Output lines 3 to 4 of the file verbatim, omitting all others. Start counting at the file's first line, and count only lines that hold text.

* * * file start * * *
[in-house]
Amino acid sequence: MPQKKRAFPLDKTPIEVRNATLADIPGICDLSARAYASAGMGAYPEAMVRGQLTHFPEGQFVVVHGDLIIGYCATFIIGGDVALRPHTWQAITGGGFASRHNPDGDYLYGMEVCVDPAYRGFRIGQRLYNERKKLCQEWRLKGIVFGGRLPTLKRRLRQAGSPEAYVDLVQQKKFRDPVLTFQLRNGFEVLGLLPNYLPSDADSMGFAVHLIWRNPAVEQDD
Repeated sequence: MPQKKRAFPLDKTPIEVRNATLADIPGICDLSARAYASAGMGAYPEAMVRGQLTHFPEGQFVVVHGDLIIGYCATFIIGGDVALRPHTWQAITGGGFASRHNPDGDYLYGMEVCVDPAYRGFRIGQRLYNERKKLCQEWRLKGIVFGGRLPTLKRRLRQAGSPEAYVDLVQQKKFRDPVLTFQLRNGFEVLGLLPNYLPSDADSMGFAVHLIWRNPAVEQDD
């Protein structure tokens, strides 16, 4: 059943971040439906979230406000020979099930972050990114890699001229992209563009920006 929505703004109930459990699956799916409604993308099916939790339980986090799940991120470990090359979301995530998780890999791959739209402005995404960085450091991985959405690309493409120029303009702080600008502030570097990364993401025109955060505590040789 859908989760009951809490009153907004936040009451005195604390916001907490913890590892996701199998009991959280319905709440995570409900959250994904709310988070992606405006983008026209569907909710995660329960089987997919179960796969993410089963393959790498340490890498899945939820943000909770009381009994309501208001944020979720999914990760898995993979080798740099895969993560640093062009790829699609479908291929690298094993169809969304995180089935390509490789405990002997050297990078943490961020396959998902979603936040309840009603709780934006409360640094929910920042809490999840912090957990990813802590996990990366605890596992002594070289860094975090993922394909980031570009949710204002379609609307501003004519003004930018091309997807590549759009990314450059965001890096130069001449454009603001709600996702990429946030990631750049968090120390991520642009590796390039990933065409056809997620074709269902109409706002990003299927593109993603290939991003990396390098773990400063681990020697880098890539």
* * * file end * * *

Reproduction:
Repeated sequence: MPQKKRAFPLDKTPIEVRNATLADIPGICDLSARAYASAGMGAYPEAMVRGQLTHFPEGQFVVVHGDLIIGYCATFIIGGDVALRPHTWQAITGGGFASRHNPDGDYLYGMEVCVDPAYRGFRIGQRLYNERKKLCQEWRLKGIVFGGRLPTLKRRLRQAGSPEAYVDLVQQKKFRDPVLTFQLRNGFEVLGLLPNYLPSDADSMGFAVHLIWRNPAVEQDD
């Protein structure tokens, strides 16, 4: 059943971040439906979230406000020979099930972050990114890699001229992209563009920006 929505703004109930459990699956799916409604993308099916939790339980986090799940991120470990090359979301995530998780890999791959739209402005995404960085450091991985959405690309493409120029303009702080600008502030570097990364993401025109955060505590040789 859908989760009951809490009153907004936040009451005195604390916001907490913890590892996701199998009991959280319905709440995570409900959250994904709310988070992606405006983008026209569907909710995660329960089987997919179960796969993410089963393959790498340490890498899945939820943000909770009381009994309501208001944020979720999914990760898995993979080798740099895969993560640093062009790829699609479908291929690298094993169809969304995180089935390509490789405990002997050297990078943490961020396959998902979603936040309840009603709780934006409360640094929910920042809490999840912090957990990813802590996990990366605890596992002594070289860094975090993922394909980031570009949710204002379609609307501003004519003004930018091309997807590549759009990314450059965001890096130069001449454009603001709600996702990429946030990631750049968090120390991520642009590796390039990933065409056809997620074709269902109409706002990003299927593109993603290939991003990396390098773990400063681990020697880098890539």